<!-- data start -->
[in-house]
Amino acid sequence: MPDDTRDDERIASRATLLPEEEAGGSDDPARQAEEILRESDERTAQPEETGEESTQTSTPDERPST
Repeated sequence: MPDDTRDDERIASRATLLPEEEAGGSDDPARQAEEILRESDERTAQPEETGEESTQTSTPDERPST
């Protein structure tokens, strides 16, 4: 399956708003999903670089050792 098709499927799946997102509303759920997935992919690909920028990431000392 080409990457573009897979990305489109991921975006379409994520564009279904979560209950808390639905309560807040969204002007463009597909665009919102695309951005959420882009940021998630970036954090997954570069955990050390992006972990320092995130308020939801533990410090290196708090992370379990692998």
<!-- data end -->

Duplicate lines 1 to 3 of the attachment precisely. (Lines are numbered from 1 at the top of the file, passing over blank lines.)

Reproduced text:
[in-house]
Amino acid sequence: MPDDTRDDERIASRATLLPEEEAGGSDDPARQAEEILRESDERTAQPEETGEESTQTSTPDERPST
Repeated sequence: MPDDTRDDERIASRATLLPEEEAGGSDDPARQAEEILRESDERTAQPEETGEESTQTSTPDERPST